The upshot seems to be that there has been considerable consequential economic damage that has hit Tesco particularly badly. Tesco’s shares have dropped some 30% over the last three years and are now close to a 10-year low. News of the 6% reduction in Tesco’s underlying pre-tax profits in the last financial year is relatively hot off the presses. Relative to two years ago, Tesco’s profits have seen a dent of £500million. Shareholders are up in arms.
The chief cause of Tesco’s woes – although many other causes are proposed – must be the general decline in the standard of living in the UK; this is evidenced by the way shoppers have abandoned Tesco to shop at the bargain-basement rate chains of Aldi and Lidl, and this competition is recognised in a recovery plan devised by new Tesco leadership. However, nothing quite demonstrates the plight of British people in the context of the open borders that Tesco has advocated more than the growing number of Food Banks – and herein is signified the real source of not just Tesco’s, but all of British corporate-business’ current and future problems.
Britons have been displaced out of work or into zero contract jobs at the same time as the introduction of what some would call a callous welfare administration – not to mention general austerity measures. All the while, real income remains deflated thanks to a combination of factors. Even if an inflation rate is kept to a target, as the Government may be able to boast, it still produces a negative effect on prices if wages are not kept in line. This is certainly the case, and undoubtedly related to EU immigration (the Labour leader thought it was advantageous to admit to the relationship in 2011, but generally the corporate-media, which is full of types that want to see Britain fundamentally altered, doesn’t like to acknowledge this particular reality). Unemployment that is measured in terms of how many job vacancies are filled will always paint a rosy picture if many of those jobs are part time, and there is a glut of labour from other countries to fill the positions. However, the laws of the universe, let alone economics, dictate that when there is a surfeit of one thing, then it is not as valuable as when there is a deficit.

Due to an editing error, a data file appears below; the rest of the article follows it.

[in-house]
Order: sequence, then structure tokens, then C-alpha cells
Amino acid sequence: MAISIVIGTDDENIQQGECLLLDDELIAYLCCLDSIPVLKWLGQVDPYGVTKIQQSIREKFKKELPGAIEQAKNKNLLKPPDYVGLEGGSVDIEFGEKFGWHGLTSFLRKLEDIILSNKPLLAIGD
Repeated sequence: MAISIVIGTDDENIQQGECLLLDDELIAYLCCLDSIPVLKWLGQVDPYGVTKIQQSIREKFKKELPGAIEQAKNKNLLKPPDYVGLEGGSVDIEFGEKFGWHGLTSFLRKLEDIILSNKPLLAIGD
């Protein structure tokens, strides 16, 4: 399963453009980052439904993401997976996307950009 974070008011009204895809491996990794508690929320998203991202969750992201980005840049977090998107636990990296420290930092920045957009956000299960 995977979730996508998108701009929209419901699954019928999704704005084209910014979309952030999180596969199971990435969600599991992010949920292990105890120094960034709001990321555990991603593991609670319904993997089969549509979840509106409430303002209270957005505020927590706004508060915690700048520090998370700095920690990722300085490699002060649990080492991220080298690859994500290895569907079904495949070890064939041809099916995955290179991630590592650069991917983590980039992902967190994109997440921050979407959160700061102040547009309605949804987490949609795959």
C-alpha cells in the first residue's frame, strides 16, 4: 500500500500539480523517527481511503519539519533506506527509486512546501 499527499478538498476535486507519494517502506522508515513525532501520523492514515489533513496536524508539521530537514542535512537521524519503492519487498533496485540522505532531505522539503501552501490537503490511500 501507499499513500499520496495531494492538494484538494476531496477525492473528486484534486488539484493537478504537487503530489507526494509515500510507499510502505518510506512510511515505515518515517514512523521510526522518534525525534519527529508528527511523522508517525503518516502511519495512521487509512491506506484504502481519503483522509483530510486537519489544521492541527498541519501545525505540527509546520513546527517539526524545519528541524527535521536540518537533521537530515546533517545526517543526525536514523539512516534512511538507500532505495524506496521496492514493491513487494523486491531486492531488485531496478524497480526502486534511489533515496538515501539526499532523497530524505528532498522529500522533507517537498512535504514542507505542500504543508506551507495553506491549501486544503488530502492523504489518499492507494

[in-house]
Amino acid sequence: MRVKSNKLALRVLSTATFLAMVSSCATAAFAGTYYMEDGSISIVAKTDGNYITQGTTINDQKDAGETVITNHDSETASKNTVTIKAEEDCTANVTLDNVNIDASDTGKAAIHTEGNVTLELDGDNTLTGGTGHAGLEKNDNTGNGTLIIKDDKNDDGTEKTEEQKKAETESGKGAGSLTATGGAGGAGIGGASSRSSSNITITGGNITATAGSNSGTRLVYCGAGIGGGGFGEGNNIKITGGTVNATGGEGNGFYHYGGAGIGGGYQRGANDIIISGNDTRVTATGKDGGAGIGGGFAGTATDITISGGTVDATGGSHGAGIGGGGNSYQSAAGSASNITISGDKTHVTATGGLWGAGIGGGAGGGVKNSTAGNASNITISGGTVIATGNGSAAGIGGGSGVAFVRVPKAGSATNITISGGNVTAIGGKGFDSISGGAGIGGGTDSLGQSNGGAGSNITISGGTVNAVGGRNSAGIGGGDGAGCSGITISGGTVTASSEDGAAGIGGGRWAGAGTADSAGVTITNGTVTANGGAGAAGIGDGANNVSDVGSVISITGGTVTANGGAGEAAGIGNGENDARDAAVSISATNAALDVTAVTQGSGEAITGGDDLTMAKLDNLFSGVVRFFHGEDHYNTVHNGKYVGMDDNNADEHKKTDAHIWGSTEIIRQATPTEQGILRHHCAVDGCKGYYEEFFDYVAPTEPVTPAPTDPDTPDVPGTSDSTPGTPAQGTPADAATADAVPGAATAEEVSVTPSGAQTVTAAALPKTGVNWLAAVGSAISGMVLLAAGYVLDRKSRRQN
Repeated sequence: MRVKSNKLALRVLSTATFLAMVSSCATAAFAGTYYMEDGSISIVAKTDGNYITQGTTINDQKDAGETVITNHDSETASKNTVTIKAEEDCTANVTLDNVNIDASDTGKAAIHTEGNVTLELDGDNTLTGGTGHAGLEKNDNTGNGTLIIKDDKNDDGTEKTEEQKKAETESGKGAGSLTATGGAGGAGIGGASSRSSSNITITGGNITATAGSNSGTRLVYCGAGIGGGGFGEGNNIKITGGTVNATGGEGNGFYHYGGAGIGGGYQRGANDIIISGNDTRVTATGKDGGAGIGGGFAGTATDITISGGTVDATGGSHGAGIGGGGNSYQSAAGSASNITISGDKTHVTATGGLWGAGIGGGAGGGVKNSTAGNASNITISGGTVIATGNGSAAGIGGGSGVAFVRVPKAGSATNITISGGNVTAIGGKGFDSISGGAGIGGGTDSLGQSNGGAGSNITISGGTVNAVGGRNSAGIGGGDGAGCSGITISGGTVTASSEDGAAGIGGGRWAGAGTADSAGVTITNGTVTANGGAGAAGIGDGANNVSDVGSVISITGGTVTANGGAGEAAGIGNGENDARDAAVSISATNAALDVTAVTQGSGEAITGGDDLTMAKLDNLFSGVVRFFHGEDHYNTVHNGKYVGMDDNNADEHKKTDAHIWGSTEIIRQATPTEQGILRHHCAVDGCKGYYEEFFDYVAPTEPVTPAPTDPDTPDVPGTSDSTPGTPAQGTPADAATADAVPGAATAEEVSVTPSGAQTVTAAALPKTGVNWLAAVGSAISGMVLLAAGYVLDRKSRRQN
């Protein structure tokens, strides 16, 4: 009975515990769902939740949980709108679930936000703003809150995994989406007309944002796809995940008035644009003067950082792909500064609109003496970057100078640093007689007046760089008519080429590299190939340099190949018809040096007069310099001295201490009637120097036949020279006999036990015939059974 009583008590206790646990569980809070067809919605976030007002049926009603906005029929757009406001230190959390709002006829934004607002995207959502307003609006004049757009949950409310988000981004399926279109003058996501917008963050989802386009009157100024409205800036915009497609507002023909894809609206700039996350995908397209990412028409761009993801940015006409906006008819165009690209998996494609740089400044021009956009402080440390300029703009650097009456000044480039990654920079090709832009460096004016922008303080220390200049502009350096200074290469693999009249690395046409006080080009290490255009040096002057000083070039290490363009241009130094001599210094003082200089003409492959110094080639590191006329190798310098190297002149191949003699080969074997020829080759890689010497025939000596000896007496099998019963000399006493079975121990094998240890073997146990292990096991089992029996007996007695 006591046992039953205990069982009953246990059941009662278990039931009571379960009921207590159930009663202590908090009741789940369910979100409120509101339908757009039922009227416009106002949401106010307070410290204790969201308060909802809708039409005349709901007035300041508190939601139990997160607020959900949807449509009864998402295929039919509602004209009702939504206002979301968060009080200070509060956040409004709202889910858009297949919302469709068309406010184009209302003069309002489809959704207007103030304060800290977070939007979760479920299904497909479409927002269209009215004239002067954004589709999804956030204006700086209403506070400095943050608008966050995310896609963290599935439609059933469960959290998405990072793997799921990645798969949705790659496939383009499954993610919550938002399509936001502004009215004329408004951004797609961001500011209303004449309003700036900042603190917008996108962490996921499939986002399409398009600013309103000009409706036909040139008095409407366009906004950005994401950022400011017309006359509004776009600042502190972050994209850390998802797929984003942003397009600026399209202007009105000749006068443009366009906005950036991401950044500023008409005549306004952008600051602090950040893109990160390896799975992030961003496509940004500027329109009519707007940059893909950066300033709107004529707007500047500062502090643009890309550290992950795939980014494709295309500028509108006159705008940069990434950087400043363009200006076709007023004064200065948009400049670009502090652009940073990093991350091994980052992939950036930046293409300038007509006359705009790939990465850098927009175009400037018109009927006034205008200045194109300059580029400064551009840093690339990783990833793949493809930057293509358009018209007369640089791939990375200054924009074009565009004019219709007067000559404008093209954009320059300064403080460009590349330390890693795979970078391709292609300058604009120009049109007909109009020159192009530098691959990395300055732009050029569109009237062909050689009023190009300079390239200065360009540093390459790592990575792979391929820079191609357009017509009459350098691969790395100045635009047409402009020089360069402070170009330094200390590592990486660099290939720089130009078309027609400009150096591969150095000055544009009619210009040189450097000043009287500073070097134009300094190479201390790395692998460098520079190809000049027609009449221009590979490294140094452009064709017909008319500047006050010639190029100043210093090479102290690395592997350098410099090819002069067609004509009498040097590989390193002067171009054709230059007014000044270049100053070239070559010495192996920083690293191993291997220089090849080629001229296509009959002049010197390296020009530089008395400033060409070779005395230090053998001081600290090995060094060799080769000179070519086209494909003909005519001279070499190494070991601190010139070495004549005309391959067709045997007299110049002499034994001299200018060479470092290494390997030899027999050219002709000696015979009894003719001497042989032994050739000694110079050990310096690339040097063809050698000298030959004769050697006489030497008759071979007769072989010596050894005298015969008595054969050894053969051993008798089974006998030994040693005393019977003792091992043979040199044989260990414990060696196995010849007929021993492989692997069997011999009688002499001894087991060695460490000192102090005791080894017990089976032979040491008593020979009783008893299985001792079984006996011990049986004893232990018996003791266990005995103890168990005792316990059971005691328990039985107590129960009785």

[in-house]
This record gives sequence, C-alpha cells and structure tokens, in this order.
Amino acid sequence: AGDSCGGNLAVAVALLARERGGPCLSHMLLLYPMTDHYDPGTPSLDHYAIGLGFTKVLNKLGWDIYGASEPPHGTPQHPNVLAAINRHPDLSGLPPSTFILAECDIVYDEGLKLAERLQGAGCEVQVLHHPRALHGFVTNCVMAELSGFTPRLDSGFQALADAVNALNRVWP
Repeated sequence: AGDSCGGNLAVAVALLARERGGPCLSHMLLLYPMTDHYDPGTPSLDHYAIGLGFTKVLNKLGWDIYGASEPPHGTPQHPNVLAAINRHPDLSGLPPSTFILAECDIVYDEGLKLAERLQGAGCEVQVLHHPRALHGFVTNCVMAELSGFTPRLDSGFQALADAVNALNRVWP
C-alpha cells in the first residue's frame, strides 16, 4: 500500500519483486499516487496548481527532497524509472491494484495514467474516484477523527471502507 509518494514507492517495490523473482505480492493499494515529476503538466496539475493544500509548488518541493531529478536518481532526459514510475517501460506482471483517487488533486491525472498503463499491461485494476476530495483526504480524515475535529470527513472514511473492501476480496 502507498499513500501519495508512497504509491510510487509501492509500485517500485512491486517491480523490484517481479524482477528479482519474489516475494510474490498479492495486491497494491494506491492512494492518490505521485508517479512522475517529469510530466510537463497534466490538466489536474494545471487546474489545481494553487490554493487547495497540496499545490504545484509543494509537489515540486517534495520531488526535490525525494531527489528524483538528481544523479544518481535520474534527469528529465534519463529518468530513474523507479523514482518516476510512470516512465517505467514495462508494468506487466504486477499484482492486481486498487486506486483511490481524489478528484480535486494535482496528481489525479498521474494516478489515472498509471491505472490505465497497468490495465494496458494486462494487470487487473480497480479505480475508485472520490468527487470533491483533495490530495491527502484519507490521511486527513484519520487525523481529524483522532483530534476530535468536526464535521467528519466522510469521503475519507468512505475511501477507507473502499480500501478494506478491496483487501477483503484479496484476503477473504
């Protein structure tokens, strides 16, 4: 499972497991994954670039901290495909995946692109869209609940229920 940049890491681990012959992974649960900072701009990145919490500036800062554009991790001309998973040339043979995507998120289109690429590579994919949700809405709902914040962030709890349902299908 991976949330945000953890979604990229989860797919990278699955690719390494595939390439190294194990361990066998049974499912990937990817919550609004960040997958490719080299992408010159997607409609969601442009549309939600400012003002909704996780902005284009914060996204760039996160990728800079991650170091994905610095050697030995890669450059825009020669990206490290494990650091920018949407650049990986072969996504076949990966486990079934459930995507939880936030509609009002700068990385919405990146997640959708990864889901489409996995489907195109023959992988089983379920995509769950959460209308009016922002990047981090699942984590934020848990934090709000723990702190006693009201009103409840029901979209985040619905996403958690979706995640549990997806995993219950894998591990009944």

Cynically, Tesco has tried to capitalise on what are the real signatures of the parlous state of the British economy, and since 2012, has been involved in a scheme which appears, in the context of its year-on-year failure, as an attempt to access and make good from what is surely the growing charity-industry of food banks. Not only is there much money in good causes, but grabbing a stake in this one must be for Tesco about recouping lost business. Customers are encouraged, in store, to make donations to food banks, which, in the corporate cold light of day, is a marketing ploy to create sales. But such is the out-in-the-open brazen and bold-faced chutzpah of corporate outfits such as Tesco. The sudden appearance in the UK of a wide spread need for free food is something that Tesco, in its advocacy of the invasion of the UK, has had a hand in creating. Thus Tesco has received the bill for its treachery, but still expects its oblivious and deceived customers to pay for it.